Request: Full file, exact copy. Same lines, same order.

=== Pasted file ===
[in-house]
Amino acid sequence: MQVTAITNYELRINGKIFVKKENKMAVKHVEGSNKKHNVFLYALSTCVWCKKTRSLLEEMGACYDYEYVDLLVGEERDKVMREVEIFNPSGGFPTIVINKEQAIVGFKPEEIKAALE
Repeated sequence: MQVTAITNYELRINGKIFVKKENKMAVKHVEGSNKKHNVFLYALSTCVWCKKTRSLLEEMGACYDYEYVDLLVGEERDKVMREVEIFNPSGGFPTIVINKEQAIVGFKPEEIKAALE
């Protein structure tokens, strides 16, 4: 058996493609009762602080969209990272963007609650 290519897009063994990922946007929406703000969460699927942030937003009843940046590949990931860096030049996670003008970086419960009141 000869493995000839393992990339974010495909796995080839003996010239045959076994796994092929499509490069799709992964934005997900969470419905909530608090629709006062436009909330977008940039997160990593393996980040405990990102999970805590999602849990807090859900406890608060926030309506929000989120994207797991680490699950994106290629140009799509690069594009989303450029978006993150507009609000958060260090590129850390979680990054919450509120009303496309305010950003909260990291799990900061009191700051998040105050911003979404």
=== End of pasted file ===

[in-house]
Amino acid sequence: MQVTAITNYELRINGKIFVKKENKMAVKHVEGSNKKHNVFLYALSTCVWCKKTRSLLEEMGACYDYEYVDLLVGEERDKVMREVEIFNPSGGFPTIVINKEQAIVGFKPEEIKAALE
Repeated sequence: MQVTAITNYELRINGKIFVKKENKMAVKHVEGSNKKHNVFLYALSTCVWCKKTRSLLEEMGACYDYEYVDLLVGEERDKVMREVEIFNPSGGFPTIVINKEQAIVGFKPEEIKAALE
């Protein structure tokens, strides 16, 4: 058996493609009762602080969209990272963007609650 290519897009063994990922946007929406703000969460699927942030937003009843940046590949990931860096030049996670003008970086419960009141 000869493995000839393992990339974010495909796995080839003996010239045959076994796994092929499509490069799709992964934005997900969470419905909530608090629709006062436009909330977008940039997160990593393996980040405990990102999970805590999602849990807090859900406890608060926030309506929000989120994207797991680490699950994106290629140009799509690069594009989303450029978006993150507009609000958060260090590129850390979680990054919450509120009303496309305010950003909260990291799990900061009191700051998040105050911003979404």